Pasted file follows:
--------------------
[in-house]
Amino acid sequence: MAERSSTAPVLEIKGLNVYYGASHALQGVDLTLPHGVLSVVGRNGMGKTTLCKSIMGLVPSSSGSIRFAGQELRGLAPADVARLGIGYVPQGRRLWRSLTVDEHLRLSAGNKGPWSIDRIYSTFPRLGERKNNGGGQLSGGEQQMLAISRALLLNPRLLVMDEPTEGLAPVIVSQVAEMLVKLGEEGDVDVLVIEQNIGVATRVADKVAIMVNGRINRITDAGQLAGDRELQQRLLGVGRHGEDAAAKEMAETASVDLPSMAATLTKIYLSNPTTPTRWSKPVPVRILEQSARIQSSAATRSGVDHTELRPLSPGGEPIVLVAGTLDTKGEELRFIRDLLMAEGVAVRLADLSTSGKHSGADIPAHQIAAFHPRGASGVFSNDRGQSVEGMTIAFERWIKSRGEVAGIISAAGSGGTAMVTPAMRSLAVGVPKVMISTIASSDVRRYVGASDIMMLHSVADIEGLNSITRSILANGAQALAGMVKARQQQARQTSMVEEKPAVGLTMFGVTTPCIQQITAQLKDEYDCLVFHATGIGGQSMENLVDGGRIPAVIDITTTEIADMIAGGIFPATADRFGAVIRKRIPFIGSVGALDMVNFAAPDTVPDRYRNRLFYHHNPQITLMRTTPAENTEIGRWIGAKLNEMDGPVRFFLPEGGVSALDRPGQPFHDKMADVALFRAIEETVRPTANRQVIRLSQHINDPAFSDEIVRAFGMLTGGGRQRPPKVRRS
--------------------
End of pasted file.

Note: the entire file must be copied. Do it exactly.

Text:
[in-house]
Amino acid sequence: MAERSSTAPVLEIKGLNVYYGASHALQGVDLTLPHGVLSVVGRNGMGKTTLCKSIMGLVPSSSGSIRFAGQELRGLAPADVARLGIGYVPQGRRLWRSLTVDEHLRLSAGNKGPWSIDRIYSTFPRLGERKNNGGGQLSGGEQQMLAISRALLLNPRLLVMDEPTEGLAPVIVSQVAEMLVKLGEEGDVDVLVIEQNIGVATRVADKVAIMVNGRINRITDAGQLAGDRELQQRLLGVGRHGEDAAAKEMAETASVDLPSMAATLTKIYLSNPTTPTRWSKPVPVRILEQSARIQSSAATRSGVDHTELRPLSPGGEPIVLVAGTLDTKGEELRFIRDLLMAEGVAVRLADLSTSGKHSGADIPAHQIAAFHPRGASGVFSNDRGQSVEGMTIAFERWIKSRGEVAGIISAAGSGGTAMVTPAMRSLAVGVPKVMISTIASSDVRRYVGASDIMMLHSVADIEGLNSITRSILANGAQALAGMVKARQQQARQTSMVEEKPAVGLTMFGVTTPCIQQITAQLKDEYDCLVFHATGIGGQSMENLVDGGRIPAVIDITTTEIADMIAGGIFPATADRFGAVIRKRIPFIGSVGALDMVNFAAPDTVPDRYRNRLFYHHNPQITLMRTTPAENTEIGRWIGAKLNEMDGPVRFFLPEGGVSALDRPGQPFHDKMADVALFRAIEETVRPTANRQVIRLSQHINDPAFSDEIVRAFGMLTGGGRQRPPKVRRS